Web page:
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The Cancer Genetics Clinic is part of Stanford's Cancer Center, a National Cancer Institute-designated comprehensive cancer center offering genetic counseling and testing for individuals concerned with the risk of an inherited cancer predisposition. The clinic staff includes medical oncologists, genetic counselors, and geneticists.
Genetics is the branch of medicine concerned with how hereditary and genetic factors play a role in causing a disease, birth defect, or inherited susceptibility to a health problem such as cancer.
Cancers develop due to alterations (mutations) in genes, that when working properly promote normal, controlled cell growth. Only a small percentage of cancers involve inherited mutations that are passed from generation to generation.
The majority of cancers can be attributed to acquired mutations. "Acquired" means that the mutations occur only in the tissue that is affected by cancer (for example, colon cancer cells), and are not passed to children. These changes occur at the cellular level after birth, as a result of environmental exposures (such as smoking), lifestyle behaviors (such as eating poorly or not exercising), or chance alone. Mutations in a person's DNA accumulate over time. If mutations affect genes that control cell growth this may cause a cell to grow out of control, and to ultimately become a cancer cell.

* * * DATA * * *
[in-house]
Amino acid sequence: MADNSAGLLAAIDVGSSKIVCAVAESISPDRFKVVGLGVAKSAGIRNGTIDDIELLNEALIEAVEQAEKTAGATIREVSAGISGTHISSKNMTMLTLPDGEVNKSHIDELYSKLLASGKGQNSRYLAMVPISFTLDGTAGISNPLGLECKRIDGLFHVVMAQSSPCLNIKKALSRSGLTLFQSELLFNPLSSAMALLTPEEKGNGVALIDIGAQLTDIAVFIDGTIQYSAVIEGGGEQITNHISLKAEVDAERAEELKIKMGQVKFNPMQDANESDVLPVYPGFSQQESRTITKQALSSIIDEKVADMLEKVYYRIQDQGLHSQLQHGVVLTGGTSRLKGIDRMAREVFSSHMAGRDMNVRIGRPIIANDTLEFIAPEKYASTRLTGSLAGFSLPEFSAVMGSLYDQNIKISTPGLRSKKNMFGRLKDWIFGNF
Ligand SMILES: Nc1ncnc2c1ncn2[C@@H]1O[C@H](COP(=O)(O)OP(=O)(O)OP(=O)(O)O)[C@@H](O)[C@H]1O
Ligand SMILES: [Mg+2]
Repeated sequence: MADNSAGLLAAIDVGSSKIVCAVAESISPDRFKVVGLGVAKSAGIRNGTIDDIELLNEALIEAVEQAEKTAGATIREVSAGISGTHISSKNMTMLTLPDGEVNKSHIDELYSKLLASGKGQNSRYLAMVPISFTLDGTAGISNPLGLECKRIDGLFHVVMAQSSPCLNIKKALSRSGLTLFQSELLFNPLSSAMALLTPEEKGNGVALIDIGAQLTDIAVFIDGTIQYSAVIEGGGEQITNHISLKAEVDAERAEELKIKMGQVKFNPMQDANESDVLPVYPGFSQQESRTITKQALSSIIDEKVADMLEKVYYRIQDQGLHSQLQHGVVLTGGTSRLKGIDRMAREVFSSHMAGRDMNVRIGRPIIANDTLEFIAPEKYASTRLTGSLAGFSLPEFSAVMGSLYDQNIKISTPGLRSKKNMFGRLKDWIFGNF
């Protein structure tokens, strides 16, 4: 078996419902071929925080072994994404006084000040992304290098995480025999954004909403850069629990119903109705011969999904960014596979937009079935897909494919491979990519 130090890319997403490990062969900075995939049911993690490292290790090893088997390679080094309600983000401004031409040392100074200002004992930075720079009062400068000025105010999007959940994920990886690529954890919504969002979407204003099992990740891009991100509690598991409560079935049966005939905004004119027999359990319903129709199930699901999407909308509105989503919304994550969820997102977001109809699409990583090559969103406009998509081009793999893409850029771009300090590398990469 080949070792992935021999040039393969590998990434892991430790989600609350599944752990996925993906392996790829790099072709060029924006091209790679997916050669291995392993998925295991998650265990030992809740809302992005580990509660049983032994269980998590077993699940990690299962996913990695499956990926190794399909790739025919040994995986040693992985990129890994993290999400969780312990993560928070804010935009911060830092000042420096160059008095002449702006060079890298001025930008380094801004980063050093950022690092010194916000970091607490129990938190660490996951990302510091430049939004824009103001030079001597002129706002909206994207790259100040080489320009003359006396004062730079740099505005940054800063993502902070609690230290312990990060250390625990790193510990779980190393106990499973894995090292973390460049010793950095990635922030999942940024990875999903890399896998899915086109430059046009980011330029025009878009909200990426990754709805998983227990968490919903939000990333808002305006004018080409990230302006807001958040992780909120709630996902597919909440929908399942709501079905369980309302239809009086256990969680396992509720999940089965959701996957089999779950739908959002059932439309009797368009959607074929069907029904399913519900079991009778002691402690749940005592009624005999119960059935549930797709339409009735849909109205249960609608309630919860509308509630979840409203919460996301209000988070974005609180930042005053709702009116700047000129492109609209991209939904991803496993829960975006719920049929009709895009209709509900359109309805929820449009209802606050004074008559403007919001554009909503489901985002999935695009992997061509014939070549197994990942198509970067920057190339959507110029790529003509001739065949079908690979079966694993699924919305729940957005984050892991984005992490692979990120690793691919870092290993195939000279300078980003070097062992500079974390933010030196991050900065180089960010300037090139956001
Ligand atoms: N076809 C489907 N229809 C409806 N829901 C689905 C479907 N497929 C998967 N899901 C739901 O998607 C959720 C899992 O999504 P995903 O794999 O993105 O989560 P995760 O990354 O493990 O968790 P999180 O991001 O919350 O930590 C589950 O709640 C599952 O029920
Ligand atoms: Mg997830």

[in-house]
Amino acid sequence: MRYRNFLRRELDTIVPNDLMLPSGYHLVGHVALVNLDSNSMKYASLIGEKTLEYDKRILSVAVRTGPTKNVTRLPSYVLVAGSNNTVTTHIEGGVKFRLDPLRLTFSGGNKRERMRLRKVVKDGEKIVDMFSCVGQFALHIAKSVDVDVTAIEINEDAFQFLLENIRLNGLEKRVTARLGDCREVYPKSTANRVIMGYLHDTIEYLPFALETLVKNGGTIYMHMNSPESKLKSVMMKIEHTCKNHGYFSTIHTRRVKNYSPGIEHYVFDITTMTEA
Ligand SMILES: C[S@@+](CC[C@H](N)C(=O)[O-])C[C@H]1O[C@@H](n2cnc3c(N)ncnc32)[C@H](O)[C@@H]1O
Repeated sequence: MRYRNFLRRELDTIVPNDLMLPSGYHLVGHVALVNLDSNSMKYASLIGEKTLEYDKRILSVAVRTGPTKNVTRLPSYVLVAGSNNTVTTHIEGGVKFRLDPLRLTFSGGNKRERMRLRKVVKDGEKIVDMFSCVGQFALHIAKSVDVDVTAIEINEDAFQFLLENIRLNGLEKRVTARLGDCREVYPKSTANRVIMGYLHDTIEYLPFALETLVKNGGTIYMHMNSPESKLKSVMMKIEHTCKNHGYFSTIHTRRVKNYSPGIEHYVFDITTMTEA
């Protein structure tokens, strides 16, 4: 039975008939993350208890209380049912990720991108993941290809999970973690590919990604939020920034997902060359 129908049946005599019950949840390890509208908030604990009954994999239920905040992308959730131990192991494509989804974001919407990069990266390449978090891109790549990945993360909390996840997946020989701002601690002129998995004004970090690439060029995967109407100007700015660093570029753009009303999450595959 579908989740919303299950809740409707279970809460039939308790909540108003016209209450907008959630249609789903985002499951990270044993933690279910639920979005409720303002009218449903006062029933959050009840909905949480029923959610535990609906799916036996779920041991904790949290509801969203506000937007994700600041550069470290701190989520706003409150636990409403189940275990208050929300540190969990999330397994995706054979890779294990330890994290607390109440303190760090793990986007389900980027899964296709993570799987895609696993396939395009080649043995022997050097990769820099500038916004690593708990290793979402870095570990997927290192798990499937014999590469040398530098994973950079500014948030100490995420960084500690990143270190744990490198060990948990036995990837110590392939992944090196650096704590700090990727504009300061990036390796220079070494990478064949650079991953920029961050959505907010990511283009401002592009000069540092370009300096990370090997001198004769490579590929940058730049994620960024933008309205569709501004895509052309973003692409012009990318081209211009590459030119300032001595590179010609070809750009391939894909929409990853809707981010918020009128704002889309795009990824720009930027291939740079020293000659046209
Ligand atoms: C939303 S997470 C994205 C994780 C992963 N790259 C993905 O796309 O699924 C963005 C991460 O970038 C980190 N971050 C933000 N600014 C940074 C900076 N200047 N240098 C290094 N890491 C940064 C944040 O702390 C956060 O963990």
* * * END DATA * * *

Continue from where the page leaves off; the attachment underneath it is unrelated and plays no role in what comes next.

Therefore, all cancers are genetic, in that they develop because of an accumulation of mutations in genes, but most are not inherited. The percentage of cancers that result from a single inherited factor varies depending on the type of tumor. For the more common cancer types, like breast and colon cancer, less than 10% are inherited.
The Human Genome Project began in 1990 with the goal of mapping the location of all of the genes on a cell's chromosomes. This monumental achievement will give scientists the building blocks to determine how diseases such as cancer are caused and hopefully, how to treat them and, ultimately, prevent them.
James Ford, MD, director of the Stanford Cancer Genetics Program, has always been fascinated with figuring out how genetics influences cancer. His interest is in working with families to lower their risk of familial cancer.
Clinical trials are research studies that evaluate a new medical approach, device, drug, or other treatment. As a Stanford Health Care patient, you may have access to the latest, advanced clinical trials.
Open trials refer to studies currently accepting participants. Closed trials are not currently enrolling, but may open in the future.